Today in a meeting with Vice President Kamala Harris and Interior Secretary Deb Haaland, we expressed our great concern about the growing evidence that there is a concerted, blatant, and intentional effort ongoing in a number of states to suppress the votes of Native American people living on Indian reservations.
In various state legislatures major changes are being made in voting laws under the rubric of "voter integrity" even though these same states carried out elections last November wherein there was no evidence of voter fraud or lack of voter integrity.
In Montana, for example, 15 years after voters of that state passed a referendum allowing for same-day registration, the legislature ended that practice, directly contradicting the will of the people. This is after a district court judge ruled that previous Montana legislation limiting ballot collection violated state law.
In South Dakota, the State actually received funding to create physical addresses in Indian Country, but it never did this. Yet, it requires physical addresses to vote.
Although North Dakota had some of the least restrictive voting laws in the U.S., recent efforts by state legislators have resulted in Native voter suppression. For example, state legislators eliminated the affidavit system casting votes and have made it more difficult for individuals to participate in absentee voting.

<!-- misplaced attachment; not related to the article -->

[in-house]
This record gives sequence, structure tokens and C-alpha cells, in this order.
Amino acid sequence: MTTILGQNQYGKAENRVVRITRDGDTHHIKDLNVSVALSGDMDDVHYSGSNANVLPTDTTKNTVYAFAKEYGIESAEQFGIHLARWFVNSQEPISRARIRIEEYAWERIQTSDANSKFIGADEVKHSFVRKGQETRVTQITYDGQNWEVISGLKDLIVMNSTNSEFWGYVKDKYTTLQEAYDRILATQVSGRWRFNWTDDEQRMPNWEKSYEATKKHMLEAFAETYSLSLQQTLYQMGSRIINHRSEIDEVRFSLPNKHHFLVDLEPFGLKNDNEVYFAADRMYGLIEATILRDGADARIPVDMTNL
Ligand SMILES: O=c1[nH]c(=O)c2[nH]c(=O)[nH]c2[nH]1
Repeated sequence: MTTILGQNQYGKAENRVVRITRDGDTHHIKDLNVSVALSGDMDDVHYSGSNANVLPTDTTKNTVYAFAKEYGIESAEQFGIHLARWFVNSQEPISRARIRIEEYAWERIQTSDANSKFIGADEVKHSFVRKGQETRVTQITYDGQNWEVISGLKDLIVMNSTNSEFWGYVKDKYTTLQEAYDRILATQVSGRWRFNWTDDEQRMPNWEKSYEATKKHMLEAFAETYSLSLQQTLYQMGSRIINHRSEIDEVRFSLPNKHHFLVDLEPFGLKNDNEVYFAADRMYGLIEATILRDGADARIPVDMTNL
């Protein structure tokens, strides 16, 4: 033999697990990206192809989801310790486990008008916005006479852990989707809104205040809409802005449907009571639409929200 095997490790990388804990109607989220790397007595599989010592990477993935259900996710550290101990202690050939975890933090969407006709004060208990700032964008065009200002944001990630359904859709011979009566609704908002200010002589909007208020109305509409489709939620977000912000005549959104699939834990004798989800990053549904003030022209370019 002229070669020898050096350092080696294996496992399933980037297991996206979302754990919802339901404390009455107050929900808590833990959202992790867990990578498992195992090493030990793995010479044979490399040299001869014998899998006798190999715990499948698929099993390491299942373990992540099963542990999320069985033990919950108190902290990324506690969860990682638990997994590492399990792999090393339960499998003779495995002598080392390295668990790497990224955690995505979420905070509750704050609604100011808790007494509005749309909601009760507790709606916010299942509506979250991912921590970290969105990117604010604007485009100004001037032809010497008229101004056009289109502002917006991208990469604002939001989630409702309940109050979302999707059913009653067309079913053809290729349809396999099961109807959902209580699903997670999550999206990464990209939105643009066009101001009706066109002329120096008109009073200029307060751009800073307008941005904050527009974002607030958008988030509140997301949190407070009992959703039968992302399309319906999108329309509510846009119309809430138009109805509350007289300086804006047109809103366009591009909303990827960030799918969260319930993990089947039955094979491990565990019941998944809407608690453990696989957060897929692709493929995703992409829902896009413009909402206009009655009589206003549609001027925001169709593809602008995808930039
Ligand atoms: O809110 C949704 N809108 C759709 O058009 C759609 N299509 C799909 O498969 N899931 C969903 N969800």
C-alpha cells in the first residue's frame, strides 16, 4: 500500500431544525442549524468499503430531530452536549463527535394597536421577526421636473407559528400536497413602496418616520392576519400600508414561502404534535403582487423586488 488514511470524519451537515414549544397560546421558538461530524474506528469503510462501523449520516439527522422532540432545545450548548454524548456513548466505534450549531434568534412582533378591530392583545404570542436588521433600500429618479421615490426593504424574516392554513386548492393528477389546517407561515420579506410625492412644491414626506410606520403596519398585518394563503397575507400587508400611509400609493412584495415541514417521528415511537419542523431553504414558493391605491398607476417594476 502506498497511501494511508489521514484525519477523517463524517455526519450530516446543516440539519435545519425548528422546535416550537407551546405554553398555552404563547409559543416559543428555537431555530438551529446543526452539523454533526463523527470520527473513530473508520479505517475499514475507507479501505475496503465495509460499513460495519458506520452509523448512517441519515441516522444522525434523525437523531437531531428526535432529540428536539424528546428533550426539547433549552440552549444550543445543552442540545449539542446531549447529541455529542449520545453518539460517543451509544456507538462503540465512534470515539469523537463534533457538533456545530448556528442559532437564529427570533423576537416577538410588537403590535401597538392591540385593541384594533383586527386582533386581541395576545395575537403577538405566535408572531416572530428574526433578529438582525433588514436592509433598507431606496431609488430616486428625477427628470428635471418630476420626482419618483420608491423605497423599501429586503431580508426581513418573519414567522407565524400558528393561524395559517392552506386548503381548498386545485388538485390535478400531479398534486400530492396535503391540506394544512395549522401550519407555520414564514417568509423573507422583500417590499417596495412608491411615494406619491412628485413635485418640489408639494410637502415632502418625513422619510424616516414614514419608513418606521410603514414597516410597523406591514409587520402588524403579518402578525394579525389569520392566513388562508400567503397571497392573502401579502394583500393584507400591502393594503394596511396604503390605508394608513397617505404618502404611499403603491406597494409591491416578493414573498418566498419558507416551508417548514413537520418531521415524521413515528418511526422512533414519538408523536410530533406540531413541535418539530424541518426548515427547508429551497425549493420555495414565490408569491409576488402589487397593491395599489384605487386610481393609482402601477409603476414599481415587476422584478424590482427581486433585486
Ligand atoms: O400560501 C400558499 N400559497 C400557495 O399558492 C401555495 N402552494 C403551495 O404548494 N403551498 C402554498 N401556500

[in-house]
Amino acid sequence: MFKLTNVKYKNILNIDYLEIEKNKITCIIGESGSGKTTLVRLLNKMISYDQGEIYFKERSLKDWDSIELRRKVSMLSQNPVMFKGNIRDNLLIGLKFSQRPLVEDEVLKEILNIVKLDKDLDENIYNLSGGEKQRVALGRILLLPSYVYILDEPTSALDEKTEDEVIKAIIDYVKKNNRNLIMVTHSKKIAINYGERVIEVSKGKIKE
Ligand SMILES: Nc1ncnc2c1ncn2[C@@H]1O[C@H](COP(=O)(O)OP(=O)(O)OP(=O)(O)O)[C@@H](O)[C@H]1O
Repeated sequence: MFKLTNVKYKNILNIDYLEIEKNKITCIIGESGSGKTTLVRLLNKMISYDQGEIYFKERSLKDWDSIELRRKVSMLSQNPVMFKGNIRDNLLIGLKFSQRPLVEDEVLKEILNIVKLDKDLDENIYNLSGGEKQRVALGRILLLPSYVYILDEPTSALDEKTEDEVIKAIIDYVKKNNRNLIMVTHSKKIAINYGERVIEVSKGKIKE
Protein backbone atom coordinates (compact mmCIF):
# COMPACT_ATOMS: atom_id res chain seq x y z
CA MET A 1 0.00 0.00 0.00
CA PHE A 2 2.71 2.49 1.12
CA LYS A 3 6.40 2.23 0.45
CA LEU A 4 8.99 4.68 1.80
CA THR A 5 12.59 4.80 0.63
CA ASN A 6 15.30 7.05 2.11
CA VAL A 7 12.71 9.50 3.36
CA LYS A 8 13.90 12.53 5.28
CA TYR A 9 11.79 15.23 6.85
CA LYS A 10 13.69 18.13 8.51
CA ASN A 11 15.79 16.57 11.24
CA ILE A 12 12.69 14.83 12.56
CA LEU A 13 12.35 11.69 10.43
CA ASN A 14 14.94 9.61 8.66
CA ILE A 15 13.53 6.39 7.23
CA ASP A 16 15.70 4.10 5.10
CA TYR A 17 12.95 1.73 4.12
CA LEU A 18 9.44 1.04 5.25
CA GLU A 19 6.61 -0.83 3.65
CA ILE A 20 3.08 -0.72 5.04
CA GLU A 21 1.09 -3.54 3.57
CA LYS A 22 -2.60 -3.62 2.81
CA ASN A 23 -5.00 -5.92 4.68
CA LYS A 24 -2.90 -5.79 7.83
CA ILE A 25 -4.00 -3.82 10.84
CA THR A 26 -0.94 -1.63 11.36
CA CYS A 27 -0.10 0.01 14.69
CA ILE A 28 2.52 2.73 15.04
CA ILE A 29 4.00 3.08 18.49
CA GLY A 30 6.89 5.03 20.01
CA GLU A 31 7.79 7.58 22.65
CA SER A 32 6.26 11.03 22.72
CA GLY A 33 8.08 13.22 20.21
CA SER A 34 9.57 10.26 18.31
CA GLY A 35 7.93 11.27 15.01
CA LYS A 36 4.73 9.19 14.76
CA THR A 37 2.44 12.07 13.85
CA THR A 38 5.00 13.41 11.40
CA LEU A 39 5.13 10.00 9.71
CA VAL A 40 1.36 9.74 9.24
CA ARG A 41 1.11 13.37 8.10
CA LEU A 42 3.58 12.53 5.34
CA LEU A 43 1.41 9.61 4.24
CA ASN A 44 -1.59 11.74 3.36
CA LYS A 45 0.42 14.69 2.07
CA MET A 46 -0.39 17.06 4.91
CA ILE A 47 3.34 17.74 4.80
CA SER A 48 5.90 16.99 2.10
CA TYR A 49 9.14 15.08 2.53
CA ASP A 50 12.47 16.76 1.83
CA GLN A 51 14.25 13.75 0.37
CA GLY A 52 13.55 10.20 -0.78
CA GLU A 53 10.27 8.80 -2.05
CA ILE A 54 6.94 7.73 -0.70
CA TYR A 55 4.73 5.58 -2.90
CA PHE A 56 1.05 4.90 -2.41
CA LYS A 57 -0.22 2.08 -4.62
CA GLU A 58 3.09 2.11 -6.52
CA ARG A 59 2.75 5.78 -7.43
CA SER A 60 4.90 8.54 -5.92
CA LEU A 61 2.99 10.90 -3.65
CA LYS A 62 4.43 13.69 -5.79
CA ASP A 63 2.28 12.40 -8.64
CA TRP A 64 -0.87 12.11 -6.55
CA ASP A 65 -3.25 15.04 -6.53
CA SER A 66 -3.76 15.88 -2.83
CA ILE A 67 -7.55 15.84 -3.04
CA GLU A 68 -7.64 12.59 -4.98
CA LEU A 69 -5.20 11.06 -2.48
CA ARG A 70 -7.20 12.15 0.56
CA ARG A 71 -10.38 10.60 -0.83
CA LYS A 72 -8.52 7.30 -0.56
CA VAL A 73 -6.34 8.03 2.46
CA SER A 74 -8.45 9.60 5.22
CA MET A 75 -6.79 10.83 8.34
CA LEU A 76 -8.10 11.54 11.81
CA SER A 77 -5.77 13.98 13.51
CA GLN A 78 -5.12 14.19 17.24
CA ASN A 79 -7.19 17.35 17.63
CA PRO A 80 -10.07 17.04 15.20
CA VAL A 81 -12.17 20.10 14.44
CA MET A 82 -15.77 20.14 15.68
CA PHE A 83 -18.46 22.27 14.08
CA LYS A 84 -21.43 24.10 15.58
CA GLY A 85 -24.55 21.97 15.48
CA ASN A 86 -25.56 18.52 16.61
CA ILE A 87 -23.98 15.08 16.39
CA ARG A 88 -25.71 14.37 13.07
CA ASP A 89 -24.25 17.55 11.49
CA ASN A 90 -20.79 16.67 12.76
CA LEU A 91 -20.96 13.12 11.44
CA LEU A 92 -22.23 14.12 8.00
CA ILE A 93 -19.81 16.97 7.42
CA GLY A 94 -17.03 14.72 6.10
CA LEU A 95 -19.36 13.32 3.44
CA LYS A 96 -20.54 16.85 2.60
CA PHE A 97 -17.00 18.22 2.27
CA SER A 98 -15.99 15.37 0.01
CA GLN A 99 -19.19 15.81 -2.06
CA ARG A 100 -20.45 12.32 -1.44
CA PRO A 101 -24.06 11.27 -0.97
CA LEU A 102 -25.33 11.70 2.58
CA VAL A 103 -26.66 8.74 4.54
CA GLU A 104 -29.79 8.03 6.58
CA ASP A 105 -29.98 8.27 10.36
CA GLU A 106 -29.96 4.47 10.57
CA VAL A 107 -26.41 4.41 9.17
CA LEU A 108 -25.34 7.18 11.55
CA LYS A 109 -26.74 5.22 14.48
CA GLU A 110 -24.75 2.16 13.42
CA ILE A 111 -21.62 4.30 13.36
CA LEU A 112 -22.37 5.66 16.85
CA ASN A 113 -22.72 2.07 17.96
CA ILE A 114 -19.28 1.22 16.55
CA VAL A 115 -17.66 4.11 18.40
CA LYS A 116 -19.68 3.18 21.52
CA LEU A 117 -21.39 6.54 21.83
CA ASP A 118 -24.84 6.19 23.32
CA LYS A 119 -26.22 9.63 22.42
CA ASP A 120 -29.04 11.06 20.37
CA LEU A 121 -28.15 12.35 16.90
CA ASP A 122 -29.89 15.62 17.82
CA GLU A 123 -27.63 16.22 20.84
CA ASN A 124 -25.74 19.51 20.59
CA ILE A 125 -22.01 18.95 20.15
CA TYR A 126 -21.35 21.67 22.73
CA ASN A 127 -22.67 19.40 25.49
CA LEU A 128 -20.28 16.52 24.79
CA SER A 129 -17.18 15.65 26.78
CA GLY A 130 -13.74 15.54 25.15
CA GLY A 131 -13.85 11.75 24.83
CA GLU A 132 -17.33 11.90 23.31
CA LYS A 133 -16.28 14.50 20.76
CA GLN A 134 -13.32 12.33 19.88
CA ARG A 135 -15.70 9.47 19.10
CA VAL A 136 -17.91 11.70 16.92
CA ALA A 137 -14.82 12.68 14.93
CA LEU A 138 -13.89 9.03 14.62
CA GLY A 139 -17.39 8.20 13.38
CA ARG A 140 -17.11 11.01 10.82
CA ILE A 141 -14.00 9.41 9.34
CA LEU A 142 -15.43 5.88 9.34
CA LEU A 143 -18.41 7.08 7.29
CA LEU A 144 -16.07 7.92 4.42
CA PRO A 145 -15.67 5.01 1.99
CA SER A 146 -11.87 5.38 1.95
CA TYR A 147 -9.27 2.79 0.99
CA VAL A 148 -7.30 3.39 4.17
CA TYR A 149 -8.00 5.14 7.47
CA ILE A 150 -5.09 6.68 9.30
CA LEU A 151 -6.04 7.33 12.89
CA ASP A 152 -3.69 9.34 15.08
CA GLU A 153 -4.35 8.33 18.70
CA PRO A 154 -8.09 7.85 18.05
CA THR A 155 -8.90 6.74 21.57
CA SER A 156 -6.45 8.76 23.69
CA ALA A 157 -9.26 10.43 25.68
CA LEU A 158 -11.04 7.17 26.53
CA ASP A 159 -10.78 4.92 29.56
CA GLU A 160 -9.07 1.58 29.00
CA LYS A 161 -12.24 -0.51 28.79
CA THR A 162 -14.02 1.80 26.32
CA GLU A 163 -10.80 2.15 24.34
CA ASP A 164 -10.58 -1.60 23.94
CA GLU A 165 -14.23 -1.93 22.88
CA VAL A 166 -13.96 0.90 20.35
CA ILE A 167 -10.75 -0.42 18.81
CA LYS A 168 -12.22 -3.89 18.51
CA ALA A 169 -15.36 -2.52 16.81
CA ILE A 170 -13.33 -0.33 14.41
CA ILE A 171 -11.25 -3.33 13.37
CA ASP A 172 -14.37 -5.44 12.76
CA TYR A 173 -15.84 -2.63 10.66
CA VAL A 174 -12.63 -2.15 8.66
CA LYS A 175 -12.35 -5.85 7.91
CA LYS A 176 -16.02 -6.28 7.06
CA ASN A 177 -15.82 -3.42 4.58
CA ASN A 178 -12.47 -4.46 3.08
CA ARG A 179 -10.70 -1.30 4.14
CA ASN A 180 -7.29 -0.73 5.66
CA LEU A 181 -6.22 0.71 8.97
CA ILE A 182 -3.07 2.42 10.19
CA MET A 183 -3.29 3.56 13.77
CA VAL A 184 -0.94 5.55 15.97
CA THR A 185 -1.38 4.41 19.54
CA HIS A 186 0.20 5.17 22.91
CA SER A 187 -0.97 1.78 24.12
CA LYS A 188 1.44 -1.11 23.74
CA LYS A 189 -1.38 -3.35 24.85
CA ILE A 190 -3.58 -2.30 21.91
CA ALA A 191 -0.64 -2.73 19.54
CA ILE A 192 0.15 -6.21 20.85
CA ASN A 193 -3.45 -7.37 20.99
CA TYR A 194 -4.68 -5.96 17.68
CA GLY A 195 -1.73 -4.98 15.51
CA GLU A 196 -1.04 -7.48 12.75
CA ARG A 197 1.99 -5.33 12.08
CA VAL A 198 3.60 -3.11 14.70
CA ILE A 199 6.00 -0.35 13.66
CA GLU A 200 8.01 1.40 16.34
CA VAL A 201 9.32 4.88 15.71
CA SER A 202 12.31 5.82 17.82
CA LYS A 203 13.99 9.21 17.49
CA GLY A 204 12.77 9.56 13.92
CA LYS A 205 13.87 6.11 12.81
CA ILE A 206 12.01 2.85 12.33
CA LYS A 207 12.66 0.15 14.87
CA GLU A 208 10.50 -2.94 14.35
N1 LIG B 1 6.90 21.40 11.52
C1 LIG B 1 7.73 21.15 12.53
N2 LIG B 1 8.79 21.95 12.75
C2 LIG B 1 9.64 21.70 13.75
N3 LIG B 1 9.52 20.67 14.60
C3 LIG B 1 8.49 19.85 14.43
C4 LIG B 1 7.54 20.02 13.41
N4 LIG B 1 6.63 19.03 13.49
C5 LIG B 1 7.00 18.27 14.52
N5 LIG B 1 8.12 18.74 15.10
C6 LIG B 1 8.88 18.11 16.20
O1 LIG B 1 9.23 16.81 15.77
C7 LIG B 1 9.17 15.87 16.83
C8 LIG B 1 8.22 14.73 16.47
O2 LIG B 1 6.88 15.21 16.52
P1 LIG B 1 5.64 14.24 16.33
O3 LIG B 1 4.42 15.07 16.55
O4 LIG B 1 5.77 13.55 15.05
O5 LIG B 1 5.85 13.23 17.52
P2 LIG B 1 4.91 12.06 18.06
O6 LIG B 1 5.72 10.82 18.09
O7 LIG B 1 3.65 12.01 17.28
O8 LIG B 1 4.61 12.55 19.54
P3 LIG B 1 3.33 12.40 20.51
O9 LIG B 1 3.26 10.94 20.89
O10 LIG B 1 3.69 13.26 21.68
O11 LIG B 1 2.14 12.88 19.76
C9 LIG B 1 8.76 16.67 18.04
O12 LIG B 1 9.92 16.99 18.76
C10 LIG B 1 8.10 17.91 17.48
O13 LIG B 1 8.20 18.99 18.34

Similarly, Arizona's Supreme Court recently ruled two Arizona laws that will result in Native voter suppression constitutional—one eliminates ballot collection and the other eliminates voters' ability to submit provisional ballots outside of their home precincts. Likewise, the Arizona legislature has introduced a bill that will shorten the time for early voting, and Arizona Governor Doug Ducey recently signed into law a bill that will purge thousands of voters from early voting lists. Each of these laws is expected to have a disproportionate impact on tribal elders.
Native people did not even gain citizenship until 1924 and in many cases were denied the right to vote until 1965 when Congress removed the discriminatory barriers from Native voting in the Voting Rights Act.
The only way to protect our most fundamental and constitutional right—the right to vote—is for Congress to meet its fiduciary trust responsibility to protect the rights of the Native American people by enacting the Native American Voting Rights Act as part of any legislation Congress passes with respect to voting rights.
Kevin Killer is a youth activist, Native American politician, and president of the Oglala Sioux Tribe.